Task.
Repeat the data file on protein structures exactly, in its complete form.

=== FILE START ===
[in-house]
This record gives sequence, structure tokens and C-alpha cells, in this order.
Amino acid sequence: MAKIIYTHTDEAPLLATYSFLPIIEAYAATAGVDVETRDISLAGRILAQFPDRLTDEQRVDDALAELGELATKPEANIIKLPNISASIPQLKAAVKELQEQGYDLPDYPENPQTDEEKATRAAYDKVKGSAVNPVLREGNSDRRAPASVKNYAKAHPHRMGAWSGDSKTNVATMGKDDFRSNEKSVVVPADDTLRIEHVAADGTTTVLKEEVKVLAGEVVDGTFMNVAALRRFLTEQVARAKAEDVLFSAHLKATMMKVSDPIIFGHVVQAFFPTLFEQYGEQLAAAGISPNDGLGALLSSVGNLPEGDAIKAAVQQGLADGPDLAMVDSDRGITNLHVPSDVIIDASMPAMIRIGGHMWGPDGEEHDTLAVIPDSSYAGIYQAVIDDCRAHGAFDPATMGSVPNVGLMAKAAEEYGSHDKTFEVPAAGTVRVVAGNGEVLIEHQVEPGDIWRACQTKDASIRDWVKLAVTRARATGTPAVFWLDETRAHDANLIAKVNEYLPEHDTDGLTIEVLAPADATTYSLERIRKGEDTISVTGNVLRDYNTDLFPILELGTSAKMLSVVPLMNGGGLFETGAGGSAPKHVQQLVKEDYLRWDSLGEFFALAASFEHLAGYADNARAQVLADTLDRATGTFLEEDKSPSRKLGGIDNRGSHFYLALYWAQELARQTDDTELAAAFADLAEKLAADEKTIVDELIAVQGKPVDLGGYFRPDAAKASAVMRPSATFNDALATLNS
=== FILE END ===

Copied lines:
[in-house]
This record gives sequence, structure tokens and C-alpha cells, in this order.
Amino acid sequence: MAKIIYTHTDEAPLLATYSFLPIIEAYAATAGVDVETRDISLAGRILAQFPDRLTDEQRVDDALAELGELATKPEANIIKLPNISASIPQLKAAVKELQEQGYDLPDYPENPQTDEEKATRAAYDKVKGSAVNPVLREGNSDRRAPASVKNYAKAHPHRMGAWSGDSKTNVATMGKDDFRSNEKSVVVPADDTLRIEHVAADGTTTVLKEEVKVLAGEVVDGTFMNVAALRRFLTEQVARAKAEDVLFSAHLKATMMKVSDPIIFGHVVQAFFPTLFEQYGEQLAAAGISPNDGLGALLSSVGNLPEGDAIKAAVQQGLADGPDLAMVDSDRGITNLHVPSDVIIDASMPAMIRIGGHMWGPDGEEHDTLAVIPDSSYAGIYQAVIDDCRAHGAFDPATMGSVPNVGLMAKAAEEYGSHDKTFEVPAAGTVRVVAGNGEVLIEHQVEPGDIWRACQTKDASIRDWVKLAVTRARATGTPAVFWLDETRAHDANLIAKVNEYLPEHDTDGLTIEVLAPADATTYSLERIRKGEDTISVTGNVLRDYNTDLFPILELGTSAKMLSVVPLMNGGGLFETGAGGSAPKHVQQLVKEDYLRWDSLGEFFALAASFEHLAGYADNARAQVLADTLDRATGTFLEEDKSPSRKLGGIDNRGSHFYLALYWAQELARQTDDTELAAAFADLAEKLAADEKTIVDELIAVQGKPVDLGGYFRPDAAKASAVMRPSATFNDALATLNS